and phosphorescence. Thus, the learning cycle framework can be used repeatedly and it develops links to the next

    subject to be studied.


    Applying Kolb's ELT to the chemistry classroom provides a sound theoretical basis for expanding activities

    beyond traditional lecture. In addition, it provides a framework for developing instruction throughout the curriculum

    that reaches a broad range of learning styles. Especially at the introductory level, appealing to a wider range of

    learning styles may help attract and retain undergraduate SMET majors. As SMET faculty and departments use

    diverse methods of delivering instruction to students the following questions need to be considered: "Is there an

    increase in the attraction and retention of undergraduate SMET majors?", "How do faculty member's perception of

    teaching change when they implement new strategies?", and "What are the keys to sustained implementation of new

    strategies?" These questions drive toward the heart of the attraction and retention issue, recognize that student

    learning styles and faculty teaching styles interact with one another, and acknowledge that sustained implementation

    is the key.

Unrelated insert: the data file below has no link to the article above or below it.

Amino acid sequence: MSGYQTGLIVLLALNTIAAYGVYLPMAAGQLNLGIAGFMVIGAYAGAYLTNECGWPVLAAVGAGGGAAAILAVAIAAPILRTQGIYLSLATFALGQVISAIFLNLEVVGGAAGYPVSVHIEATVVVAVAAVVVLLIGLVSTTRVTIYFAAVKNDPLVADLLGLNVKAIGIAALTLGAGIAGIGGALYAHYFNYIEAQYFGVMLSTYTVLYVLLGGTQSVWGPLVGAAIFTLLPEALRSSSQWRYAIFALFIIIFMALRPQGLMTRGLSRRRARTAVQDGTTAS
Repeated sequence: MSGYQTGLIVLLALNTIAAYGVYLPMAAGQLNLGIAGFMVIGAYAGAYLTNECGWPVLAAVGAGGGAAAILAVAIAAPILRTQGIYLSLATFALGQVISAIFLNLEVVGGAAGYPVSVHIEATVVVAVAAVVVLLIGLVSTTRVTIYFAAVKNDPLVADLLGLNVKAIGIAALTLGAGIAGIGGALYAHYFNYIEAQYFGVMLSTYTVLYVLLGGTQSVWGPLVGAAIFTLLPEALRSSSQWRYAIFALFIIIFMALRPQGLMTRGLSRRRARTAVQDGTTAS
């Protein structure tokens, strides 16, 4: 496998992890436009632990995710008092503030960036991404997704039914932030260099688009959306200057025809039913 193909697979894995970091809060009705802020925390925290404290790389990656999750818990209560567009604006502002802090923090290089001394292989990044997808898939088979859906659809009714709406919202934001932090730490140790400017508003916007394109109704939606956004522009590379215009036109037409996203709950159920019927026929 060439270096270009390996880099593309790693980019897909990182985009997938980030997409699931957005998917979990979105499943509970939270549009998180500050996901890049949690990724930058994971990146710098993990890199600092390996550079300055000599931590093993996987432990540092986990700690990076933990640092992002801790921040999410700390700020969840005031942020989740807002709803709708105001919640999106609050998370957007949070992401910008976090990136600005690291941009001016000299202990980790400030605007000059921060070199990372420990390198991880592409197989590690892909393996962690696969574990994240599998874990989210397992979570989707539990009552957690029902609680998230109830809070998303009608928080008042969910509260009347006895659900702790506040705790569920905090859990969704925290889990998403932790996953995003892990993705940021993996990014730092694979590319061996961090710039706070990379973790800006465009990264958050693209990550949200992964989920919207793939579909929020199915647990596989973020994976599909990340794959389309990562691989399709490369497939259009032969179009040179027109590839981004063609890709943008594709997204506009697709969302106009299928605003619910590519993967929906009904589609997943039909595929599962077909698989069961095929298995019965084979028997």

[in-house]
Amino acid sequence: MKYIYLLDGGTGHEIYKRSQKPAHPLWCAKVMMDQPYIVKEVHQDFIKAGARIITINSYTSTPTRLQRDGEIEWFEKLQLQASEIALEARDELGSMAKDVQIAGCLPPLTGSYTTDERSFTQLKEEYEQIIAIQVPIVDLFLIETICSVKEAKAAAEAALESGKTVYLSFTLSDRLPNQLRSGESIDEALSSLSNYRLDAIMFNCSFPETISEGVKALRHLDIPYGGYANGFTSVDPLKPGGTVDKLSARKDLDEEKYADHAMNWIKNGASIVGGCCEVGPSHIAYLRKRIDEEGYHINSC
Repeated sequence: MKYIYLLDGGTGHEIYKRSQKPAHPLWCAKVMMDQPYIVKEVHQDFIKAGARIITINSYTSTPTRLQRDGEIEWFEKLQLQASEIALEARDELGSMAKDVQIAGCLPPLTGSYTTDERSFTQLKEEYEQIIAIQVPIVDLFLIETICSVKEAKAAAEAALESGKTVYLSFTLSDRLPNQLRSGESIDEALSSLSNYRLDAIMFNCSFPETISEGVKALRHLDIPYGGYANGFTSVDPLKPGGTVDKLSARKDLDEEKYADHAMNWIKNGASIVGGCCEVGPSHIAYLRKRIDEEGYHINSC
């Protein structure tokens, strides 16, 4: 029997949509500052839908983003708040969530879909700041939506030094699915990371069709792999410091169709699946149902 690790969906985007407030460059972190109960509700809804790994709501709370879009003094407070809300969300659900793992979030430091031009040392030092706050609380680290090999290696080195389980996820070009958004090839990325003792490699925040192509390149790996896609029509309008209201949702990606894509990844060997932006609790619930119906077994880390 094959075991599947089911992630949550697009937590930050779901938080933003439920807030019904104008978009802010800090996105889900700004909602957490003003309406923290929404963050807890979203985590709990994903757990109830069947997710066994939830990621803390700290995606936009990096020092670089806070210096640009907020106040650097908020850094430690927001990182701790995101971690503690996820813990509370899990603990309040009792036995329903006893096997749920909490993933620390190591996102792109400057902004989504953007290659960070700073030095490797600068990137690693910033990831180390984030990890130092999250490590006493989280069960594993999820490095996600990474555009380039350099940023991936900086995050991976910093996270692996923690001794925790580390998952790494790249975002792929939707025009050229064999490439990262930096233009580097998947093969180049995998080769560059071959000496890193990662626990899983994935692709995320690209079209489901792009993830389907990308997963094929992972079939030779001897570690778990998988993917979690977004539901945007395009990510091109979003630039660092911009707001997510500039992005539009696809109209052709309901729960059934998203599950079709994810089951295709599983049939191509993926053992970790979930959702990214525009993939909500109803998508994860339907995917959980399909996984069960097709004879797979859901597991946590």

Literature Cited

    1. Tobias, S They're Not Dumb, They're Different: Stalking the Second Tier . Tucson, AZ: Research

    Corporation, 1990.

    2. Seymour, E. & Hewitt, N. Talking About Leaving: Factors Contributing to High Attrition Rates Among

    SM&E Undergraduate Majors . Boulder, CO: Westview Press, 1997.

    3. Seymour, E. Sci. Educ. 1995, 79 , 437-473.

    4. Kolb, D. A. Experiential Learning: Experience as the Source of Learning and Development. Englewood Cliffs,

    NJ: Prentice-Hall, 1984.

    5. Harb, J. N., Durrant, S. O., & Terry, R. E. J. Eng. Educ. 1993, 82 , 70-77.

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    6. McCarthy, B. The 4MAT System: Teaching to Learning Styles with Right/Left Mode Techniques . EXCEL,

    Inc., 1987.

    7. Gilles de Pelichy, L. D; Adams, C.; Smith, E. T.; J. Chem. Educ. 1997, 74, 1192-1194.

    8. Millis, B. J. and Cottell, P. G. Cooperative Learning for Higher Education Faculty . Phoenix, AZ: American

    Council on Education and Oryx Press, 1998.

    9. Nurrenbern, S. C. Experiences in Cooperative Learning: A Collection for Chemistry Teachers . Madison, WI:

    Institute for Chemical Education, University of Wisconsin-Madison, 1995.

    10. Johnson, D. W., Johnson, R. T. and Smith, K. A.. Active Learning: Cooperation in the College Classroom .

    Edina, MN: Interaction Book Company, 1991.